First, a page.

To take your podcasting to the next level, you could purchase a higher quality microphone or recording device. Zoom, an audio and video equipment manufacturer, makes the iQ microphone series, which plugs in to your iPhone, iPad or iPod Touch. Another microphone option is the Blue Snowball USB microphone, which is an extremely versatile workhorse. It hooks directly to your computer via USB to be used in conjunction with audio recording software. The Snowball has a number of different settings and sounds great for normal talking, or even things as loud as a trumpet.
But if you were interested in a better recording device, Zoom makes a wide variety of audio recorders. Colleen Harwood from Zoom notes, “The feedback from consumers is that the H-Series, especially H4n/H5/H6 has really become THE recorder for podcasting.”
Any of Zoom’s H-Series portable audio recorders can record multiple channels of high-quality audio simultaneously. They are battery operated and record to an SD card so it’s really easy to upload your files to your computer.
Editing and Mixing a Podcast
Again, this comes down to how use your tools, not what tools you use. You can record and edit simple podcasts directly on your phone, or you can use your computer to create a more complex podcast. No matter what software you use to edit, there are a number of things to keep in mind.
You will most likely want to use software that can do “multi-track” audio. This means you can layer multiple audio files like lasagna and move them around independently of one another. This gives you the ability to arrange and “mix” all of your audio recordings together into one cohesive podcast.
When layering audio files—such as interviews, background music, or sound effects—getting the balance between your audio clips is of the utmost importance. This is done with a combination of EQ and volume.
“When it comes to mixing, music and sound effects need to complement—not compete—with the narration,” says Chris Lavigne, Video Team Lead at Wistia in Cambridge, MA. “Mixing is not formulaic; it’s just finding the right balance. It is an art form and you’ll find it with practice.”
And of course, all of your narration or interviews should sound roughly the same volume, even if they are different people speaking or were recorded with different equipment in different environments.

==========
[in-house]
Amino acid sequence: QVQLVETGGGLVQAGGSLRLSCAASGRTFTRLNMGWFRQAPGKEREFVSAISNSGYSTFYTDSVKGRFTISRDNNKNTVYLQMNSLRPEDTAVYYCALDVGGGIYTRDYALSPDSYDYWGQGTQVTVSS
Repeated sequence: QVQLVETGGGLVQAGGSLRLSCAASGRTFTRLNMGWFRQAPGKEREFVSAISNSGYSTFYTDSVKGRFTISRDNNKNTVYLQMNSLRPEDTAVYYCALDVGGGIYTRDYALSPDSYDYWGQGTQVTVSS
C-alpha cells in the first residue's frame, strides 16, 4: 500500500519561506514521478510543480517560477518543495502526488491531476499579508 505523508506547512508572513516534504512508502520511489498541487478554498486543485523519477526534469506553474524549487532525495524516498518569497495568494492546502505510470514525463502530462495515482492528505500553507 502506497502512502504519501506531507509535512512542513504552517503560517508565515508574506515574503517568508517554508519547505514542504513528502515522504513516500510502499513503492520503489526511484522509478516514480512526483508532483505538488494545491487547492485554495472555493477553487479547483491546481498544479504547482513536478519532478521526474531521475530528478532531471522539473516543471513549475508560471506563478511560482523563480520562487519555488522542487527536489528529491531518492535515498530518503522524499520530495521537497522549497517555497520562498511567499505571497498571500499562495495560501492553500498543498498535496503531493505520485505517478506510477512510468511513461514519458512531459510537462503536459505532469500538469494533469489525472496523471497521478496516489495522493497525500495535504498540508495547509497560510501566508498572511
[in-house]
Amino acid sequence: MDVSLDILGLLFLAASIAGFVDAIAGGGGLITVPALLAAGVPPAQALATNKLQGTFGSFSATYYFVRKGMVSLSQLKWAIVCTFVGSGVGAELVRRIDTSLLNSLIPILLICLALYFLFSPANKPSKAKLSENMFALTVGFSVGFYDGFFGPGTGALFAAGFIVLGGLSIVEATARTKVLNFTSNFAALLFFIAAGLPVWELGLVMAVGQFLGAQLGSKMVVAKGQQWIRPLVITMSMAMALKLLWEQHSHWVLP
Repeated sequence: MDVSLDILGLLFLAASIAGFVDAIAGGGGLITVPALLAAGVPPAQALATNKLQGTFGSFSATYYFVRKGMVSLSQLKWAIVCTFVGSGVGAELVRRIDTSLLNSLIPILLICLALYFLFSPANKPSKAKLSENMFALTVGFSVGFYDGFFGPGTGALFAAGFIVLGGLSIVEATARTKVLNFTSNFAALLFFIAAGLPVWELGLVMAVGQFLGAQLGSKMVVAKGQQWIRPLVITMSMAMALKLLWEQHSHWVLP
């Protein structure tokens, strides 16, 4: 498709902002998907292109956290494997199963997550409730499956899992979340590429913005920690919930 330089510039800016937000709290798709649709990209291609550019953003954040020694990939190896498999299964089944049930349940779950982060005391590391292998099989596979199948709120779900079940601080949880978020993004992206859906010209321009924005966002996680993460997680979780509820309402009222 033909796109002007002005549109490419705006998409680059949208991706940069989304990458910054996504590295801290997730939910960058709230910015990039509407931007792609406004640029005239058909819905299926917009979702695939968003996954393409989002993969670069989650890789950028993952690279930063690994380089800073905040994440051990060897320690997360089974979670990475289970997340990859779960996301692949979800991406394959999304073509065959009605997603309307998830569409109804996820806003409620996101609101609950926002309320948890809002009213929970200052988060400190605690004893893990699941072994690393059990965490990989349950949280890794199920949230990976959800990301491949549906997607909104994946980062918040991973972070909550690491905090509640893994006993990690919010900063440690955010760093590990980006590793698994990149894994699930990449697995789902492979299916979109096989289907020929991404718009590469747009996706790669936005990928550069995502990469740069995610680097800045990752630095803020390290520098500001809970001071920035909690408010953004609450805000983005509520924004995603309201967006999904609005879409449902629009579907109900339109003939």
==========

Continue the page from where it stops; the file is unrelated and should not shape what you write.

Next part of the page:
The narration should convey the story from start to finish—very much like characters having a conversation in your favorite book.
Many podcasters use Audacity, which is a free multi-track audio program for both Mac and PC that allows you to record, edit, and mix multiple channels of audio. Other good options are Garageband (Mac only), or more complex programs like Adobe Audition and Reaper.
Sharing Your Podcast
Let’s face it: There are so many ways to share files and connect online, that you have no shortage of choices. Whether you decide to upload to social media, use file sharing like Dropbox and Google Drive, or post to your own website or a virtual classroom, you need to make sure that all of your students can access the podcast and play it back properly.
Exporting your podcast as an MP3 is the best way to guarantee that it can be played back on any device. The most common settings for an MP3 are 128 bitrate at a sampling rate of 44.1kHz. These settings will ensure that your file sounds good, but is still small enough to be accessed by both computers and smart phones.
And if you do decide to use a podcast hosting company like Spreaker, Podomatic, Blubrry, LibSyn or BuzzSprout, you will simply upload your MP3 and they will take care of the rest. They all will use a universal audio player so listeners can download or play back your podcast on any computer or mobile device.
Creating a podcast doesn’t have to be incredibly complicated, and it doesn’t have to be meticulously produced. But it does need to sound good. These tips should help you get started. Now go press record…on whatever device you have.